Emigration, though capable of easing population and employment problems, has on occasion resulted in the reduction of needed manpower. This is particularly important in the developing countries, especially as it reduces already scarce supplies of highly trained personnel. Furthermore, emigration has sometimes resulted in markedly distorted sex and age structures.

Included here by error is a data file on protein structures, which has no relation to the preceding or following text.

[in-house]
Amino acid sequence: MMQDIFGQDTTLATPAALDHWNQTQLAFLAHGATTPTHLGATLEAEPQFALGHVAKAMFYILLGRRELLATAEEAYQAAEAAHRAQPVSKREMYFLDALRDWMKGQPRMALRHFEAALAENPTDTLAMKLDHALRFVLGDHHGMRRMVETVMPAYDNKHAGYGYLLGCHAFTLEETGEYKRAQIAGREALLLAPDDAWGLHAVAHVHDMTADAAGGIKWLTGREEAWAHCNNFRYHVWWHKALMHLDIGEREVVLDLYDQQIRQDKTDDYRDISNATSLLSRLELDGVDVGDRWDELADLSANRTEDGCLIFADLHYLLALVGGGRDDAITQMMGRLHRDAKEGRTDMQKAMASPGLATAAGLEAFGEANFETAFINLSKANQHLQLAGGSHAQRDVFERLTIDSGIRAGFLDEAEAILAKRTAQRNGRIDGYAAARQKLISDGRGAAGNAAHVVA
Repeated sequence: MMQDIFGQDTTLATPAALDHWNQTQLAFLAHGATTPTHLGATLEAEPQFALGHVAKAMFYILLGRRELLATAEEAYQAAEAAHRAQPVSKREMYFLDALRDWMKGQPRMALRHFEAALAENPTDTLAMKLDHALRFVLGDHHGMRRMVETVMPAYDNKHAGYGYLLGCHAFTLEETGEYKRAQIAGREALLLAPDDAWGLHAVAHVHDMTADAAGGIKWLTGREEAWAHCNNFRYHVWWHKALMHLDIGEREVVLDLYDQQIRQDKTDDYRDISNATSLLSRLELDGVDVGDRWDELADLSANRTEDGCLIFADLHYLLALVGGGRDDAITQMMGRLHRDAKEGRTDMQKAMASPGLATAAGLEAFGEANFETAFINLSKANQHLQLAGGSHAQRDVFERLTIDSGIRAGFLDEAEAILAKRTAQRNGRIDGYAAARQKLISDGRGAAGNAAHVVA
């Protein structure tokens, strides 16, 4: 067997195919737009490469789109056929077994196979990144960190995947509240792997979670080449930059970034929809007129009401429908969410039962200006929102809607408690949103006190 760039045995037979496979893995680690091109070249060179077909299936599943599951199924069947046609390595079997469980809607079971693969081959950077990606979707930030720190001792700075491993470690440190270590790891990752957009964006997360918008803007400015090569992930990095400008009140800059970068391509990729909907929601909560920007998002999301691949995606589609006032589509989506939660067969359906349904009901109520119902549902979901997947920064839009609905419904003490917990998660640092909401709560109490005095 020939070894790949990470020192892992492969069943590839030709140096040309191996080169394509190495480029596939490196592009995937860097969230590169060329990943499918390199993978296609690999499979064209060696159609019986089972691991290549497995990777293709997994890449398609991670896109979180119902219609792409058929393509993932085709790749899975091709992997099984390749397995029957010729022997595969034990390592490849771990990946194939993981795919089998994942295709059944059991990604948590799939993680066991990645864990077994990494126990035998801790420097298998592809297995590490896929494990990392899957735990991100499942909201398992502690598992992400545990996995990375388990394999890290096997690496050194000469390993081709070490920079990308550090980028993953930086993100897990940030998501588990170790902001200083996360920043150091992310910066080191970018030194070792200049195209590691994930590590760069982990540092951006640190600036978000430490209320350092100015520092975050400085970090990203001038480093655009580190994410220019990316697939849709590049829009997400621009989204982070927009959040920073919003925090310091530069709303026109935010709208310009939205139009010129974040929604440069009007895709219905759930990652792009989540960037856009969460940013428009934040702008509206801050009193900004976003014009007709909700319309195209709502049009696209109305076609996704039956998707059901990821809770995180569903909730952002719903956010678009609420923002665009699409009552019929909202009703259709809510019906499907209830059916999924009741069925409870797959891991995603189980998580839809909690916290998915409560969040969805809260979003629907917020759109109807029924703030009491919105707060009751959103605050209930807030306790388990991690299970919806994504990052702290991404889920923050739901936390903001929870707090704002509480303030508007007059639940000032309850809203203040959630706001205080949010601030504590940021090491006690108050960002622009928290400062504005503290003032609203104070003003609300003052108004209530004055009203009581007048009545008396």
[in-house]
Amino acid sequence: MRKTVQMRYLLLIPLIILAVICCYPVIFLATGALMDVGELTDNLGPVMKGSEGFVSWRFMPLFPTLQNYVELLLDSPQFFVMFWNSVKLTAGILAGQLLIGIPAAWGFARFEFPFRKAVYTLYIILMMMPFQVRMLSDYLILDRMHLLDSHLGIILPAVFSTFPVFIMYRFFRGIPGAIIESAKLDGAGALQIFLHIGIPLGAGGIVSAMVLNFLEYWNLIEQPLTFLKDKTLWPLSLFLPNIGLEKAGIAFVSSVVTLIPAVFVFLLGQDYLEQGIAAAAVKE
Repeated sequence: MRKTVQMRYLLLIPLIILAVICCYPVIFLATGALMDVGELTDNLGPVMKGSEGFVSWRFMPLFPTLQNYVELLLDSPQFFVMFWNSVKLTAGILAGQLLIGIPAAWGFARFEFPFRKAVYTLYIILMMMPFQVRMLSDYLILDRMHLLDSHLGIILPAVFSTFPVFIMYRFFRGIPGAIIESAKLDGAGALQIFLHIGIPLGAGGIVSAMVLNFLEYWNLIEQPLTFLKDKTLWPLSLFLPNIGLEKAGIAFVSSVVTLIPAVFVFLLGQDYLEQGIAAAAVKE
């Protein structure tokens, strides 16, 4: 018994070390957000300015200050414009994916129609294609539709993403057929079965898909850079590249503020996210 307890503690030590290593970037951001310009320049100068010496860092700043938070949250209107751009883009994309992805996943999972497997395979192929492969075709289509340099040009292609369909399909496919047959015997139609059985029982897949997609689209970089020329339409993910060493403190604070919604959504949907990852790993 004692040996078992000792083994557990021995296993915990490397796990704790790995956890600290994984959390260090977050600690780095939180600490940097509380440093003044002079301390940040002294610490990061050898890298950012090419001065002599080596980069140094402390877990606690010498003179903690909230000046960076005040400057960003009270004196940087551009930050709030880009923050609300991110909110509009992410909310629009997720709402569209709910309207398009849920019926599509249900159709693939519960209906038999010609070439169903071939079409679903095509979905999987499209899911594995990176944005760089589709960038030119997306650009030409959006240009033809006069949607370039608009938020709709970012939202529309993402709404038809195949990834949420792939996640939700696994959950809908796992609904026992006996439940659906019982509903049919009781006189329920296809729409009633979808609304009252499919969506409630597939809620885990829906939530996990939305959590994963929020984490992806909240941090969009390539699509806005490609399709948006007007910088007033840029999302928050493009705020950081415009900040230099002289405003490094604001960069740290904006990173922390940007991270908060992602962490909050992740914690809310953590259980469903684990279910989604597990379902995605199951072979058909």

Immigrant families frequently enter the socio-economic ladder at the bottom and tend to stay there longer than others. The process of discarding dimensions of their old culture and acquiring parts of a new one is slow and complex. It is psychologically difficult because personal identity and social orientation are tied to culture. They face issues of language, social customs and mores, economics, nutrition, housing, and government regulations. They are often discriminated against in housing and employment. They tend to be economically vulnerable, not to understand the society they are living in so they are taken advantage of and commit social errors. In education, their adopted society may place a different value on education and create stress. If a society expects high academic achievement and the immigrant has working as a higher value than education, it may take two or more generations for the family to adapt. In housing, immigrants arrive without a home and may find themselves needing an address before they can be employed and a job to rent accommodation. In employment, immigrants usually start in the lowest paying jobs, have difficulty with the language, may face legal restrictions in employment. They tend to be poor and live in conditions of poor housing, poor nutrition, ill health, mental difficulties and in an environment of high crime and physical danger. All of which discourages good social functioning. The considerable difference in role expectations within families and between families and the larger society may also cause stress. A family with strong extended family ties may be cut off from the normal social support and assistance when it migrates. A family that has been largely self-sufficient may find itself on welfare in its new society and the members experience themselves as social failures. Social services, educational institutions and other agencies with which migrants have contact may expect behaviour quite at odds with those of the migrant. For example, a migrant family from a strongly matriarchal culture moving to a patriarchal culture may find the head of the household ignored by members of the new society.